Since 1989, Bluestone has become a leader in the New York Plaintiff’s Legal Malpractice bar, handling a wide array of plaintiff’s legal malpractice cases arising from catastrophic personal injury, contracts, patents, commercial litigation, securities, matrimonial and custody issues, medical malpractice, insurance, product liability, real estate, landlord-tenant, foreclosures and has defended attorneys in a limited number of legal malpractice cases.

Bluestone also took an academic role in field, publishing the New York Attorney Malpractice Report from 2002-2004.  He started the “New York Attorney Malpractice Blog” in 2004, where he has published more than 4500 entries.

Mr. Bluestone has written 38 scholarly peer-reviewed articles concerning legal malpractice, many in the Outside Counsel column of the New York Law Journal. He has appeared as an Expert witness in multiple legal malpractice litigations.

Mr. Bluestone is an adjunct professor of law at St. John’s University College of Law, teaching Legal Malpractice.  Mr. Bluestone has argued legal malpractice cases in the Second Circuit, in the New York State Court of Appeals, each of the four New York Appellate Divisions, in all four of  the U.S. District Courts of New York and in Supreme Courts all over the state.  He has also been admitted pro haec vice in the states of Connecticut, New Jersey and Florida and was formally admitted to the US District Court of Connecticut and to its Bankruptcy Court all for legal malpractice matters. He has been retained by U.S. Trustees in legal malpractice cases from Bankruptcy Courts, and has represented municipalities, insurance companies, hedge funds, communications companies and international manufacturing firms. Mr. Bluestone regularly lectures in CLEs on legal malpractice.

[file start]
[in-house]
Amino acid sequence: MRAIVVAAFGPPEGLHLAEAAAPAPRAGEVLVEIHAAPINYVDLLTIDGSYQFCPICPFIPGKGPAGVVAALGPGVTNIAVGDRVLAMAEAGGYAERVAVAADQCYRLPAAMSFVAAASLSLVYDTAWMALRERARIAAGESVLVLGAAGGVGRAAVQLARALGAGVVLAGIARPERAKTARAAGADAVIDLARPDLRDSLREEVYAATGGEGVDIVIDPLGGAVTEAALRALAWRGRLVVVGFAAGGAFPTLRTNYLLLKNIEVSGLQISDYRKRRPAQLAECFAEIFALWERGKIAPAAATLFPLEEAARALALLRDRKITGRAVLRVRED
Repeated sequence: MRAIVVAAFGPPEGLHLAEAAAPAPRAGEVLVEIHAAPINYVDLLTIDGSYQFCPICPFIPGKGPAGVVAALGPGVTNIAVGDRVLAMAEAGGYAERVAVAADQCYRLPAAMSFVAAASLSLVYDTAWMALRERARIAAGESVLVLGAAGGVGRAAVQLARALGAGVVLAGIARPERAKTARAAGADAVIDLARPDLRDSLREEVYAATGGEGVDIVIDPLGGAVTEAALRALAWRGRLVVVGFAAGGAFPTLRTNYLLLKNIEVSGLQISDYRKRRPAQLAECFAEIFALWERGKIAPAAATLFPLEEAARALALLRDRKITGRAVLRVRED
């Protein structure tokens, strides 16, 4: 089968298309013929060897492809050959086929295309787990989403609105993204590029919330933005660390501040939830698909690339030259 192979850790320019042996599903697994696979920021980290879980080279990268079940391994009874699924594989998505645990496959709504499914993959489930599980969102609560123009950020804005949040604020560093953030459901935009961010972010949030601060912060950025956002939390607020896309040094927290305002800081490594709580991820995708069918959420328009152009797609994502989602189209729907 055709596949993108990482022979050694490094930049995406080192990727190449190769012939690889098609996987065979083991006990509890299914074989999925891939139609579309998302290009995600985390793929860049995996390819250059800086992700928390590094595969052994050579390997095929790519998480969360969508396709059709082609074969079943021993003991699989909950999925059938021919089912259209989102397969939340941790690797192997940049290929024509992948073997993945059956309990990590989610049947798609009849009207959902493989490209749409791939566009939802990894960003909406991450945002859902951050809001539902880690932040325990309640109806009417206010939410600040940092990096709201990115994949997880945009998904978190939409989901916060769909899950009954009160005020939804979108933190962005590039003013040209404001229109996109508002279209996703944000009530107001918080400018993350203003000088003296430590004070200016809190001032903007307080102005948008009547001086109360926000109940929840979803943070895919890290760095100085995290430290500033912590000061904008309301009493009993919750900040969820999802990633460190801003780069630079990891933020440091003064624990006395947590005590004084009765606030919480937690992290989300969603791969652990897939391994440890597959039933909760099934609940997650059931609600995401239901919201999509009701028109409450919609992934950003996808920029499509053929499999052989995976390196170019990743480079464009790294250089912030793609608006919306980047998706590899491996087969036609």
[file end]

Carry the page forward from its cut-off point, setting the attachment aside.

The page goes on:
Based upon his professional experience Bluestone was named a Diplomate and was Board Certified by the American Board of Professional Liability Attorneys in 2008 in Legal Malpractice. He remains Board Certified.  He was admitted to The Best Lawyers in America from 2012-2019.  He has been featured in Who’s Who in Law since 1993.

In the last years, Mr. Bluestone has been featured for two particularly noteworthy legal malpractice cases.  The first was a settlement of an $11.9 million dollar default legal malpractice case of Yeo v. Kasowitz, Benson, Torres & Friedman which was reported in the NYLJ on August 15, 2016. Most recently, Mr. Bluestone obtained a rare plaintiff’s verdict in a legal malpractice case on behalf of the City of White Plains v. Joseph Maria, reported in the NYLJ on February 14, 2017. It was the sole legal malpractice jury verdict in the State of New York for 2017.

Bluestone has been at the forefront of the development of legal malpractice principles and has contributed case law decisions, writing and lecturing which have been recognized by his peers.  He is regularly mentioned in academic writing, and his past cases are often cited in current legal malpractice decisions. He is recognized for his ample writings on Judiciary Law § 487, a 850 year old statute deriving from England which relates to attorney deceit.